Japanese university plans huge 'manga' library

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In a move to promote serious study of Japanese manga, a university in Tokyo plans to open a library with two million comic books, animation drawings, video games and other cartoon industry artifacts.

Tentatively named the Tokyo International Manga Library, it would open by early 2015 on the campus of the private Meiji University, and be available to researchers and fans from Japan and abroad.

"Manga has been taken lightly in the past and there has been no solid archive for serious study," said Susumi Shibao, a library official at the university told AFP by telephone.

"We want to help academic studies on manga as part of Japanese culture."

To give an early taste of its collection, the university will open the Yoshihiro Yonezawa Memorial Library of Manga and Subculture this October 31, featuring the late manga critic's collection of 140,000 comic books.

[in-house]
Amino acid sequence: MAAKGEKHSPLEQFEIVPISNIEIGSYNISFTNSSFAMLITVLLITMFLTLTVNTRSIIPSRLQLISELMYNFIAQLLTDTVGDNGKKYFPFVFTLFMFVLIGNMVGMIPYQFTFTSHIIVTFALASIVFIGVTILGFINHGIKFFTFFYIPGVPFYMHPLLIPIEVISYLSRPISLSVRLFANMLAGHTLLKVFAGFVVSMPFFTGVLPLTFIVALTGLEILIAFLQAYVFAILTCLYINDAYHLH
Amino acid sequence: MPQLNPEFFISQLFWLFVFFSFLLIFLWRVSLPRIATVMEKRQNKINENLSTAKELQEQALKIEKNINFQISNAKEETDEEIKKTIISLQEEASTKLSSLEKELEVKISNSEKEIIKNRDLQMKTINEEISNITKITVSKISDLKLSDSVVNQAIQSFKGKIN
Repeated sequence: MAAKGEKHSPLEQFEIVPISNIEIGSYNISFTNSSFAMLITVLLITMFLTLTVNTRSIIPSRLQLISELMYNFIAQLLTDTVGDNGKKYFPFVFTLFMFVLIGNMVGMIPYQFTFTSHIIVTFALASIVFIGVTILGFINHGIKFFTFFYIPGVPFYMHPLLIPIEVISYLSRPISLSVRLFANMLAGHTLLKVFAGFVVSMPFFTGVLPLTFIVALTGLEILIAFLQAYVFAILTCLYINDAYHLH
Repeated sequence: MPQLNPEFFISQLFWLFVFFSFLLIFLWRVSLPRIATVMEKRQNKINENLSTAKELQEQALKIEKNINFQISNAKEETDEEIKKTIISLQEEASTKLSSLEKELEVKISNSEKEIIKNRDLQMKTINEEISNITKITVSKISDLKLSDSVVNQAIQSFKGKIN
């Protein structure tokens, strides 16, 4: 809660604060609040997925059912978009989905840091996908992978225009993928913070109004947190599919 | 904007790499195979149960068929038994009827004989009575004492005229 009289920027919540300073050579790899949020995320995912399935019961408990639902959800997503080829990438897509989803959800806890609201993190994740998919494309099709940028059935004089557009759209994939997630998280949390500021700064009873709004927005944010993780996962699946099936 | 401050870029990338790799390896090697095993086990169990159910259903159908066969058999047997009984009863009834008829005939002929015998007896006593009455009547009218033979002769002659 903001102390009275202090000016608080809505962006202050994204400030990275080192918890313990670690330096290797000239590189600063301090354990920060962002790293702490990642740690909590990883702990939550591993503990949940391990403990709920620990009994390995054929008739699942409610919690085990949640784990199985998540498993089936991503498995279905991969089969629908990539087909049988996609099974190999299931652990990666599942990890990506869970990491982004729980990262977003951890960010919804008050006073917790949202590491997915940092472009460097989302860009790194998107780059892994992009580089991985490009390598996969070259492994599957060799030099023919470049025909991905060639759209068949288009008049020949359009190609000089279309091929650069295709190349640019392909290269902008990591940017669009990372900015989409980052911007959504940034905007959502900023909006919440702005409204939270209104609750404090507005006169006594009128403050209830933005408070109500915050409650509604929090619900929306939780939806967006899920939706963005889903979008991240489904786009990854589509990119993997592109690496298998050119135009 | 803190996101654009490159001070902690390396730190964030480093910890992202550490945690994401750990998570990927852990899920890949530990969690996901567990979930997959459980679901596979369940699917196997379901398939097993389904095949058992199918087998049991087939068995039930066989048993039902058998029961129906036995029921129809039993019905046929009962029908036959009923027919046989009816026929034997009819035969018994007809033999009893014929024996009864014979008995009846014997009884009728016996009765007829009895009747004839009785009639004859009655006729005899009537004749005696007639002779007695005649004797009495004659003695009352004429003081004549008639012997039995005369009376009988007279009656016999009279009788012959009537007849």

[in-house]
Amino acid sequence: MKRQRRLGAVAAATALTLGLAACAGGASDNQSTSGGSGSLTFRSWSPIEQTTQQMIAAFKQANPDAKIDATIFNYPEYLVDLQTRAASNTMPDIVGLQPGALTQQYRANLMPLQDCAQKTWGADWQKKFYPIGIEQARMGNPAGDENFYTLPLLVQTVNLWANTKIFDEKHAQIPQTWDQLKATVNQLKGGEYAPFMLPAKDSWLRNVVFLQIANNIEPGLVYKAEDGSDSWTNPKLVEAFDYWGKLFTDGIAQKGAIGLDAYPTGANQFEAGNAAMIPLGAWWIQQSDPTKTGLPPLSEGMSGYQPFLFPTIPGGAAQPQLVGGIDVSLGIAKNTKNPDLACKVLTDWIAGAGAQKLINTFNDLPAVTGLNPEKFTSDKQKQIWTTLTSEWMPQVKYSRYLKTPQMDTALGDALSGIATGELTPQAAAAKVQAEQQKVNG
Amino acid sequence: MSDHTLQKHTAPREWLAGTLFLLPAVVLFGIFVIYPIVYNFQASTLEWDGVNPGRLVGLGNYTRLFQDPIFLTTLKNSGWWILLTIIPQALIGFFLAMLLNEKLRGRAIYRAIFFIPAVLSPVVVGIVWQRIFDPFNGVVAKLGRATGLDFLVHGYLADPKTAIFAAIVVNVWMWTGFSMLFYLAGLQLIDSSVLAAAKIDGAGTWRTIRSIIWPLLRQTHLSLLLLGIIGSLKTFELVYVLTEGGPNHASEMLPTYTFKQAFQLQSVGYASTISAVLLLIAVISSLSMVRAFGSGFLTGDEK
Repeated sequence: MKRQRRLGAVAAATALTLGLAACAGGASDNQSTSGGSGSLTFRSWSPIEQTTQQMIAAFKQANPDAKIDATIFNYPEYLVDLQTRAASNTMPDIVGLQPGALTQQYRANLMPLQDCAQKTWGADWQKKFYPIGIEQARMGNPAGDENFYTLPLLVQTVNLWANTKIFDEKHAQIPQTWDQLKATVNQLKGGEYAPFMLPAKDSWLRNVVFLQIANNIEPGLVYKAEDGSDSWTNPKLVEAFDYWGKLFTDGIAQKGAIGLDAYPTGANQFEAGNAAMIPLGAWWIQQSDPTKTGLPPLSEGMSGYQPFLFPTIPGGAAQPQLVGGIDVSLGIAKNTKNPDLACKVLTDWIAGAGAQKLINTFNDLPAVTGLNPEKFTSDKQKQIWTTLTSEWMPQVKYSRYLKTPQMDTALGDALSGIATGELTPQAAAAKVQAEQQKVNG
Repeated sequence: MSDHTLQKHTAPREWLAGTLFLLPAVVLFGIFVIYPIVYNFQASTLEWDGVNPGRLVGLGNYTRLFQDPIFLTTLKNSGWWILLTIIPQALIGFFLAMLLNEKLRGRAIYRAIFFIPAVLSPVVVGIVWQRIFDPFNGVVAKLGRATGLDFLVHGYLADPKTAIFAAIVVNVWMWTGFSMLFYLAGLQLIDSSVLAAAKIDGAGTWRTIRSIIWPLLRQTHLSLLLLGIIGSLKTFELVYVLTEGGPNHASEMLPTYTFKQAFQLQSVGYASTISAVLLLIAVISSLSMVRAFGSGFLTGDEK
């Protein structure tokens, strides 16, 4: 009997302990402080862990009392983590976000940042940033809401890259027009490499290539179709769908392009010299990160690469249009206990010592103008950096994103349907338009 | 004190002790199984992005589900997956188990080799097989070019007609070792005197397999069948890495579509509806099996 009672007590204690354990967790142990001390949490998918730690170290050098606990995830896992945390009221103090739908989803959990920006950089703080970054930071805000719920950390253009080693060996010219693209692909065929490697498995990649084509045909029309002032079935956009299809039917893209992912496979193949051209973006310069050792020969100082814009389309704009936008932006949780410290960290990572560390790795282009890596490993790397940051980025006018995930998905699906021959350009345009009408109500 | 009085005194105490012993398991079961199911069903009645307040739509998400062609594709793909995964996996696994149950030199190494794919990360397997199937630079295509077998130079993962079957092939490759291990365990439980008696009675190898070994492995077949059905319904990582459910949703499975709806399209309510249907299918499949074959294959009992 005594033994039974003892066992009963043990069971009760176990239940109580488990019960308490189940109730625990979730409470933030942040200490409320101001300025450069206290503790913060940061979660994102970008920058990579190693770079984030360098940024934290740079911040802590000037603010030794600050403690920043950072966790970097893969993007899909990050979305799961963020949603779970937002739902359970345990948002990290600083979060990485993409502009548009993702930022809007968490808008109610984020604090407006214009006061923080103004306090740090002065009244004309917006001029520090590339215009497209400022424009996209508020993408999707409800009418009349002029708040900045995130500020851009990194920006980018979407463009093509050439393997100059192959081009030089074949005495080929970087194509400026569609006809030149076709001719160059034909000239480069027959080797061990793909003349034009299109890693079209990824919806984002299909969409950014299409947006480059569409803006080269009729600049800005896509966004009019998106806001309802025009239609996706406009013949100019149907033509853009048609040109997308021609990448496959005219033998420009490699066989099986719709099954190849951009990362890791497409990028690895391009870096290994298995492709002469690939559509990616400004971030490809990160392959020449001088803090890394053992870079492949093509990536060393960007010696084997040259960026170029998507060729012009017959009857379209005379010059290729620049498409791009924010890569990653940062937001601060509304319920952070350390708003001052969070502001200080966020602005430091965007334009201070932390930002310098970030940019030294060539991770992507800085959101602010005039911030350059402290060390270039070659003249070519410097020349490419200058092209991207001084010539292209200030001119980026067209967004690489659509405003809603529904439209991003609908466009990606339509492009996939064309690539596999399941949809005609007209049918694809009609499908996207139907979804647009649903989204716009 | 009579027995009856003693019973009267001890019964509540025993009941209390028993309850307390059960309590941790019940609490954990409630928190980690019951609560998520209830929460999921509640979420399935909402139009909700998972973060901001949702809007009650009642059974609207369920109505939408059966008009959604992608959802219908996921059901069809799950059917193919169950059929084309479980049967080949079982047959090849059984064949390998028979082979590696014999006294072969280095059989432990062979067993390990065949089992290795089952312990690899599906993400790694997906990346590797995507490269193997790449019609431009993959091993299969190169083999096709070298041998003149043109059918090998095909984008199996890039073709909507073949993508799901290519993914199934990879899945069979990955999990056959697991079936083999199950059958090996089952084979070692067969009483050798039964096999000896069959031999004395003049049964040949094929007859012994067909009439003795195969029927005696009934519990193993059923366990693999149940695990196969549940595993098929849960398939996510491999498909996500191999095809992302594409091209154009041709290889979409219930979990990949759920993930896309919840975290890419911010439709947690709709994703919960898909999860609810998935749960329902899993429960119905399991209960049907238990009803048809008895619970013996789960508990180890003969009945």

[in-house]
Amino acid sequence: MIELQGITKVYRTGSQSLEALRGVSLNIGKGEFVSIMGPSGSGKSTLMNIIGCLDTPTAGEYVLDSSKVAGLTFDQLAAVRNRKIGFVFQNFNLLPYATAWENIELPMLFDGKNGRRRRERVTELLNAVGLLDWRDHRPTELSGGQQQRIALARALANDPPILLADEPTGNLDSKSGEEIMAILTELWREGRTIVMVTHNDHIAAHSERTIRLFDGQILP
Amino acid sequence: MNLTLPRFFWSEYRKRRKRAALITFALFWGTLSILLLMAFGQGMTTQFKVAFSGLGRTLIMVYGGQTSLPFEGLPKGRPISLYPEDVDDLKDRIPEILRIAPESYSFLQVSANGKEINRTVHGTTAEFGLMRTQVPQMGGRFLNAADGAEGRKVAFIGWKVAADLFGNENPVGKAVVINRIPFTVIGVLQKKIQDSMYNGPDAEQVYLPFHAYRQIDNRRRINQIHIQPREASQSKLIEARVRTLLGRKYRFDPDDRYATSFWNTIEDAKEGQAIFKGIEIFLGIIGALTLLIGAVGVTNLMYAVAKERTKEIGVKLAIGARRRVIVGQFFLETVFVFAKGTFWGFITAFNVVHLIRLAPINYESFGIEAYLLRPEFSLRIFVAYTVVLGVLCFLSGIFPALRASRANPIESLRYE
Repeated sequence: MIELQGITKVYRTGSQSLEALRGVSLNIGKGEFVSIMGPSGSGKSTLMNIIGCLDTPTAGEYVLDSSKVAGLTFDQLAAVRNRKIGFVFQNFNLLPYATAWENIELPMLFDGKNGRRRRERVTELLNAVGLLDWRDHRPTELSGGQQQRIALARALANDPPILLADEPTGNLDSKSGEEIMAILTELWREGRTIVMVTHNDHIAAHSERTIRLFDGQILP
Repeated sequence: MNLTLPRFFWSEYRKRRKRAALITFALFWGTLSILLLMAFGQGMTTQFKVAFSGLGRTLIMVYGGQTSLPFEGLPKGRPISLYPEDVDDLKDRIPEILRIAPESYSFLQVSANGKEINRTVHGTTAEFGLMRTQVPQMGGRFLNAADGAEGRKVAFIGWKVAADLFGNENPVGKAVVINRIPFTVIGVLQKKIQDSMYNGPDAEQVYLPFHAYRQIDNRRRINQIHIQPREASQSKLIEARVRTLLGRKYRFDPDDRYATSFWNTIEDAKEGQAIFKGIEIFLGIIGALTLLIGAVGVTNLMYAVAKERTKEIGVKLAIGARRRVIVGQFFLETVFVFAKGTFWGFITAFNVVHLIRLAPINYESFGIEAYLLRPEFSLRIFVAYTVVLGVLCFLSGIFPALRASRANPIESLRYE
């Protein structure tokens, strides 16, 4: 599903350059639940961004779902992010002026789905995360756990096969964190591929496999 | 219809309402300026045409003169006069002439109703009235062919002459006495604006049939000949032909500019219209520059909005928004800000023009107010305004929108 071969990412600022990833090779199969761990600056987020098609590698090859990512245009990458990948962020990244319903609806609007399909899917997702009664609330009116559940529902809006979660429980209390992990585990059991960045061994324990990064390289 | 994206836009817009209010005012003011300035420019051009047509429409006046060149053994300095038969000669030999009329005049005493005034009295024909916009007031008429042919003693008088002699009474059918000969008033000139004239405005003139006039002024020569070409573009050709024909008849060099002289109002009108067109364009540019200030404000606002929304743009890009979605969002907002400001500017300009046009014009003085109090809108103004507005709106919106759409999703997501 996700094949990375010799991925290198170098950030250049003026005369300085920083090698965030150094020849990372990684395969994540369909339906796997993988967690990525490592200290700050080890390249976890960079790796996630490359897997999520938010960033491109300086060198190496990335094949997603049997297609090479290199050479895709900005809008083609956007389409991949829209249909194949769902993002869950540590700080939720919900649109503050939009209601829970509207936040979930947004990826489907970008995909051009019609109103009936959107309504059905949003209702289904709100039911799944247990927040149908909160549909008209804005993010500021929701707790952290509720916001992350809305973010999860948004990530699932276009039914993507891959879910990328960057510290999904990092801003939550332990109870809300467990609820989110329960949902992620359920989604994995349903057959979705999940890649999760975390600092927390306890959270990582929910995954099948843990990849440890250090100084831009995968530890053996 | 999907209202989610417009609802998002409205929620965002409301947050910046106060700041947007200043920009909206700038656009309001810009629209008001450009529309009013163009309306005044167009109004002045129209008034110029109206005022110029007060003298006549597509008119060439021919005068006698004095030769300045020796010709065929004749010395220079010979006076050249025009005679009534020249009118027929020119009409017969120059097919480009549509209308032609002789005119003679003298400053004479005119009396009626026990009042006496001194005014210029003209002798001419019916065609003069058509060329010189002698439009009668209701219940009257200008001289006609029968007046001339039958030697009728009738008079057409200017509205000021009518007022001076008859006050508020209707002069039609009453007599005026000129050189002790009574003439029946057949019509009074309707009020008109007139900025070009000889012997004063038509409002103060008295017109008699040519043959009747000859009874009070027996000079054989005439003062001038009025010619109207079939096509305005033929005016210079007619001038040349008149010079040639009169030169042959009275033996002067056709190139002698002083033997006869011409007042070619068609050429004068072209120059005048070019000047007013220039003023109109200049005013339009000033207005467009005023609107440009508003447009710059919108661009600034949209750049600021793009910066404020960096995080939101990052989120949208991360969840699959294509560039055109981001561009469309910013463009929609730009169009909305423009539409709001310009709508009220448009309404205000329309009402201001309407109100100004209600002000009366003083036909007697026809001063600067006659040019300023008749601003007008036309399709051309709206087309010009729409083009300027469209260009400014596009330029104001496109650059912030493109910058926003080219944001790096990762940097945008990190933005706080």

Some of the books date back to before World War II.

Japan, which grew rich on exporting cars and high-tech goods, has stepped up an official campaign to promote its cultural offerings, from Tokyo city wear to video games and award-winning animation films.

Japanese manga, ranging from classic Astro Boy and the Doraemon robot cat to the latest smash hit Naruto, a tale of a ninja boy, has charmed children and adults worldwide.

The former conservative government of Taro Aso, which was ousted in August elections, had earmarked 11.7 billion yen (128 million dollars) for a museum on Japanese cartoon art and pop culture to be built in Tokyo.

But the plan, part of wider stimulus measures, was axed by the new centre-left government, which criticised the construction as a "state-run manga cafe" that has nothing to do with boosting the economy.